“But I thought I was always supposed to be myself?” My son curiously inquired. “You’ve always told me to let my unique personality out and if people don’t like me it’s their problem, not mine.”

“Yes. Yes, I did,” I conceded. “But that hasn’t worked out all that well for us thus far. And all bets are off in middle school. Fitting in, laying low and not rocking any boats — that is our new M.O. By the way,” I added, “Do not, under any circumstance, admit to liking your parents or enjoying our company. That is a number one middle school faux pas.”

“I don’t think I’m going to like middle school, mom,” he said with the resignation of a soldier being sent to the front line.

“That’s okay,” I told him. “In fact, that’s perfect. Because no one likes middle school. Good job, buddy. Way to fit in.”

Backpack ban. For real?

No drinks. No boomerangs, No backpacks. No...circus ringmaster jackets?

No drinks. No boomerangs, No backpacks. No…circus ringmaster jackets?

My 12 year old son, Levi, will be starting middle school in August at a brand new public school. We’re all excited and nervous and trying to figure out how life operates in this totally unknown environment. Up till now, he’s been highly sheltered by our local private Jewish day school.

There’s a steep learning curve here and I admit it is causing us some anxiety. LIke the other day, for instance, he was perusing the district web site and confronted me in a panic.

“Mom,” he voiced fearfully, “It says on the website that kids are prohibited from carrying backpacks on campus.”

“Levi,” I responded with a doubtful glance, “That’s ridiculous. I’m sure you didn’t read it accurately. I mean, how are you supposed to carry your stuff to school? Picnic basket?”

He assured me that what he had seen had been real and urged me to call the district office to confirm it. His anxiety was growing and I figured that calling the office was the perfect way to allay his concerns. “Hello,” I started to the kindly woman who answered the phone, “I’m a parent of a new student who will be coming to your school in the fall and my son saw something on your website about backpacks not being allowed on campus. I know that sounds rather crazy. So I just wanted to check and make sure that he misunderstood whatever he thought he read.”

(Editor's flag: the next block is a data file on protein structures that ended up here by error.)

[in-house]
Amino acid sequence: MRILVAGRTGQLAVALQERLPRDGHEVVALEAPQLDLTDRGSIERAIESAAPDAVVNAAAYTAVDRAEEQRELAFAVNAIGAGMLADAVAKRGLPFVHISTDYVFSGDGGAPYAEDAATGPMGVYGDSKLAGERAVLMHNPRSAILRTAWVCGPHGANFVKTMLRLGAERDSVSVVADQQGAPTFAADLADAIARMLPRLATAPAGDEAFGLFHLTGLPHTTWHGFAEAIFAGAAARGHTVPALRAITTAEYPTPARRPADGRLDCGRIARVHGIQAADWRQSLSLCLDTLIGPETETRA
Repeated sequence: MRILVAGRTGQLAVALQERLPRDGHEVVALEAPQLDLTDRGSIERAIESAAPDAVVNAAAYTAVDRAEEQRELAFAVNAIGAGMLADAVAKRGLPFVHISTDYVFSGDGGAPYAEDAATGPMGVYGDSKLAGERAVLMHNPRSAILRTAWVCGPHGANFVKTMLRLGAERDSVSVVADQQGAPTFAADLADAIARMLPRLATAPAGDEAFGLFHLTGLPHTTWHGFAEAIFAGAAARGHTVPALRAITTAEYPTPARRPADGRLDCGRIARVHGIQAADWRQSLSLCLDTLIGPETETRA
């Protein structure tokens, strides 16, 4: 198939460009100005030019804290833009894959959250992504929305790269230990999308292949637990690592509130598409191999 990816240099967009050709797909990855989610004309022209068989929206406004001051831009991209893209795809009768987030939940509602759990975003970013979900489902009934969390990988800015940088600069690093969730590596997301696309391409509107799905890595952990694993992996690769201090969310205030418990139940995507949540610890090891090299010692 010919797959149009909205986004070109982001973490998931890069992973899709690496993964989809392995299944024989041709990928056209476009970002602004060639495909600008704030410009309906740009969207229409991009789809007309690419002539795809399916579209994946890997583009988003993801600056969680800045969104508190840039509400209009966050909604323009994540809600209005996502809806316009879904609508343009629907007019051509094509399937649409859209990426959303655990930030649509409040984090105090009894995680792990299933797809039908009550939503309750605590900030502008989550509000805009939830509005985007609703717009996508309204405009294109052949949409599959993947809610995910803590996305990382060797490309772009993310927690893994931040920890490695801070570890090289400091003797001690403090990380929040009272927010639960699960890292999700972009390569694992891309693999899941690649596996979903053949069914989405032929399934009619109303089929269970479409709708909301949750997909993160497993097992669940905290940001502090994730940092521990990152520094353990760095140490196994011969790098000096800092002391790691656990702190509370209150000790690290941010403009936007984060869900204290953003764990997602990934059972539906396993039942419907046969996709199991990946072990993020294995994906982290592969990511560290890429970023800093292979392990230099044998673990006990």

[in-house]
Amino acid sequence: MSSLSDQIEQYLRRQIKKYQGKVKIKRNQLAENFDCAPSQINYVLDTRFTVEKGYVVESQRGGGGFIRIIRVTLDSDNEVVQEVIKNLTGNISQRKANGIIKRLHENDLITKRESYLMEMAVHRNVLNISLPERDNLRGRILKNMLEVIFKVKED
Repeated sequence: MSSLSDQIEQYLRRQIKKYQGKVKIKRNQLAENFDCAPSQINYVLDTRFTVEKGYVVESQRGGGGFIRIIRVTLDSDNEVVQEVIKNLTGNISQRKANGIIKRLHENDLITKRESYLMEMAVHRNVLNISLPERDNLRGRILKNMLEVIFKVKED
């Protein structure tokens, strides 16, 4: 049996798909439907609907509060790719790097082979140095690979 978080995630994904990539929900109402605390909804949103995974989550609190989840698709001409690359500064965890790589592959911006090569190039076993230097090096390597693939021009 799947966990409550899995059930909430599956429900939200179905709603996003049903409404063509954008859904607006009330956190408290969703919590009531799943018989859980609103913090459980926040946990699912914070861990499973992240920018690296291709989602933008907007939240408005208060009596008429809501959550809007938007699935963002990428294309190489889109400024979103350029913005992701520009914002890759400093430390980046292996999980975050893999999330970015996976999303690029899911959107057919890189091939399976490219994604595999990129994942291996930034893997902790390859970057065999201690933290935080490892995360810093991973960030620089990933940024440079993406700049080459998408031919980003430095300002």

“Um…I’m not really sure what to tell you,” said the voice on the other end of the phone. “Can you hold for a moment?” Then she disappeared for like three minutes and I waited, wondering if she was using the same trick my insurance company uses every time I call to check on a benefit. I like to call it the “indefinite hold tactic.” It’s when certain organizations systematically put you on hold forever, knowing you’ll eventually get so frustrated you’ll hang up and decide it’s easier to just pay whatever remaining balance they insist you still have, even though you’ve already paid them three times already. But I digress.

Finally she returned, “The backpack rule is a campus by campus decision and I’m afraid no one at the district can give you the backpack requirements for an individual school. You’ll have to wait till the school reopens for the school year to call and inquire about it.”

“But…I mean…Are you saying there may be some rule against students carrying backpacks?” I’m stammering at this point because this sounds as silly to me as if she told me that number 2 pencils were being outlawed.